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Legacy software modernization

A practical guide for enterprises looking to face legacy system issues head-on

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Identify risks

Most global 2000 companies have a somewhat distorted view of the applications in their portfolios. As shown below, Gartner’s report, “Decommissioning Applications: The Emerging Role of the Application Undertaker,” notes that the distorted application portfolio contains many applications that should have been decommissioned. These risk-averse companies downplay the products in a senile or zombie state. Rather than live in denial, take time to understand the legacy system issues and the corresponding risks influencing modernization efforts.

balanced portfolio LSM

Software rot

Like a fresh bowl of fruit, software rots the longer it sits dormant. Technical debt (e.g., inflexible, proprietary, buggy, unsupported, closed systems) left ignored causes products to decay. Many organizations fumble along with incompatible hardware, operating systems, or integrations. Consequently, the company’s operations experience a loss in productivity. This instability rips through the enterprise forcing many to pay a premium for adequate support to fix escalating and compounding issues.

High maintenance costs

Maintenance, manual testing, environment management, and deployments eat away a large part of IT spend. Legacy software becomes more of a cost center vs. a revenue generator. Some companies allocate ample IT funds to merely keeping the system viable, rather than investing in modernizing to meet the evolving business needs. This approach to funding affects business performance and revenue adversely.

In the typical agency, between seventy-five percent and eighty percent of the IT budget was spent on operations and maintenance of legacy systems that are rapidly becoming obsolete.

Slow speed to market

Quarterly features/releases are no longer the industry standard. Companies slower to respond and repair inadequate products are especially vulnerable to competitors. Older software lacking modern amenities with poor usability and user experience further jeopardize enterprise operations and customer retention. Businesses need to remain nimble to respond to market pressures, and ever-changing high customer demands fast.

Coupling too tightly

Pre-cloud, legacy systems were built as a large, tightly coupled, self-contained, monolithic applications. Today, modern tech uses a service-based architecture with loose coupling and cloud-hosted container-based microservices as the gold standard. Organizations with older, self-contained products need to create less dependencies and more autonomy in systems or components of systems using microservices, multi-cloud containers, and self-healing.

Security breaches & data losses

Lack of proper evergreen investment in systems with years of focusing on maintenance and not keeping up with current versions, using patches, and running unsupported software creates security holes in software negatively impacting enterprises and customers. Open source software, purchased packages, unsupported/EOL tech stacks like .NET 2.0 or Java 6 present vulnerabilities. For example, Experian and Capital One both experienced breaches because each lacked current versions, causing the enterprises irreparable reputational damage and monetary losses. With new GDPR in EU and CCPA in California, businesses face stiff penalties for not adhering to data protection and privacy standards.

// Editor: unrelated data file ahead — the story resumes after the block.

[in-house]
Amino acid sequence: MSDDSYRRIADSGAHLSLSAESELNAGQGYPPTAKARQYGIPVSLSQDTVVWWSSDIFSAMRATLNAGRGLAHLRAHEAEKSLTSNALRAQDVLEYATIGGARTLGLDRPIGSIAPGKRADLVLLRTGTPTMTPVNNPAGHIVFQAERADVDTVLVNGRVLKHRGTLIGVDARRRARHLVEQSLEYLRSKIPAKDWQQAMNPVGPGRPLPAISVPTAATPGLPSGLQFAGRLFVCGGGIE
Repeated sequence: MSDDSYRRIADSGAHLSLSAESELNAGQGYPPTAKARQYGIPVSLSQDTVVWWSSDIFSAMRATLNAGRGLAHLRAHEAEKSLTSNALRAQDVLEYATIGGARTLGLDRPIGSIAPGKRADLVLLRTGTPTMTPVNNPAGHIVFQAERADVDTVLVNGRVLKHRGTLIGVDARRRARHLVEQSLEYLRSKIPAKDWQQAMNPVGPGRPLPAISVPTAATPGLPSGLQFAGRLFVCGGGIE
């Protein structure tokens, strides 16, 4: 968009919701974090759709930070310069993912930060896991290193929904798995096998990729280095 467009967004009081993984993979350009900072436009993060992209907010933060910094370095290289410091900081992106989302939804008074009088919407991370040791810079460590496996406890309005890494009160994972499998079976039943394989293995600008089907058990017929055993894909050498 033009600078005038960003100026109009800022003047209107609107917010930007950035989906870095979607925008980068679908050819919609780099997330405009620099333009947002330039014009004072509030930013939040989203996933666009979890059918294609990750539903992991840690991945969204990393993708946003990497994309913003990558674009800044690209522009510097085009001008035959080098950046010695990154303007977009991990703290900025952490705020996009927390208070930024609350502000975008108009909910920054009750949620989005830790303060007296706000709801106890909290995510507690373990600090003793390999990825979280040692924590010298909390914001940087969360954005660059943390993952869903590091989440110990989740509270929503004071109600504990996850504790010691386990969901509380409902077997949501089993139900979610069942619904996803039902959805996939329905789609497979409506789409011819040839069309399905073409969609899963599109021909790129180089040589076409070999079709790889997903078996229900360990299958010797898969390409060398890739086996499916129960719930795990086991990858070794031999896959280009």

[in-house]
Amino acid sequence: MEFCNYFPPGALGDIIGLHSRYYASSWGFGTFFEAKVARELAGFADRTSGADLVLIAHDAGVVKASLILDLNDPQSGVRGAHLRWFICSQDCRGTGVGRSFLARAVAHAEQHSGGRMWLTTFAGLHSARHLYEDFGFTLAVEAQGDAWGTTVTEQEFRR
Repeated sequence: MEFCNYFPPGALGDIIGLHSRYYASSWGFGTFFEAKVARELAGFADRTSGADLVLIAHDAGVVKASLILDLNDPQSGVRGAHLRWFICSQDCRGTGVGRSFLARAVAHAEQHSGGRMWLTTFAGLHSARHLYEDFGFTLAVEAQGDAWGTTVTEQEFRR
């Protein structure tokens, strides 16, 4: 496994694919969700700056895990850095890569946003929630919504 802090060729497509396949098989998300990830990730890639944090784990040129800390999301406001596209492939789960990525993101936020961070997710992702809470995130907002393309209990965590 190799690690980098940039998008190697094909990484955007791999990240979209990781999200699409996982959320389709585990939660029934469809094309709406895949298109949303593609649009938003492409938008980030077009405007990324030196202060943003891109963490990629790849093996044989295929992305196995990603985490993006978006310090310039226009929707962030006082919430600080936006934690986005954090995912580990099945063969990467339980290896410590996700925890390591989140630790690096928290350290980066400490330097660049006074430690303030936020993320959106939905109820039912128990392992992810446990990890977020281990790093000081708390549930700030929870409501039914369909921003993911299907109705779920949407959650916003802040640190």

Investing in non-differentiators

Systems or services that do not influence critical business operations, add significant value to customers, or drive a main source of revenue are all non-differentiators. Companies, especially those trailing in performance, put themselves at even more risk by investing heavily in non-differentiating activities vs. modernizing core products. Prioritize modernizing core systems before considering an innovative business-style investment. For example, PNC Bank is now poised to react to customer needs and market drivers quickly because of a year-long Open Banking API initiative.

Talent deterrent

Outdated tech with green screen mainframes or Internet Explorer 7 or 11 handicap businesses from attracting and retaining talent. The best and brightest people expect to work for forward-thinking companies using top-level, innovative systems. Modern tech enables employees to focus on creating business value instead of decoding three-character acronyms, being locked to a desktop computer, and using antiquated technology stacks.

Insufficient domain expertise

Working with legacy systems requires domain knowledge from workers. As time goes on, key employees with this tribal knowledge leave the company or retire. In response, the organization recruits and onboards new resources to resolve longstanding IT problems. The new crop of talent lacks proper documentation chronicling the older system and attempt workarounds or hacks made to evolve the system over time. The team burns time, energy, and budget to understand the legacy application and implications of modifications before starting to resolve issues.

Reduce capabilities

A failure to upgrade to most recent versions of libraries, products, and integrations creates technical debt exponentially. The technical debt grows causing security vulnerabilities, slower performance, dependencies that don’t need to exist, and the inability to take advantage of newer software. Workarounds barely keep old software afloat with custom integrations and patching—bleeding the IT budget dry, generating limited results, and burning out resources.

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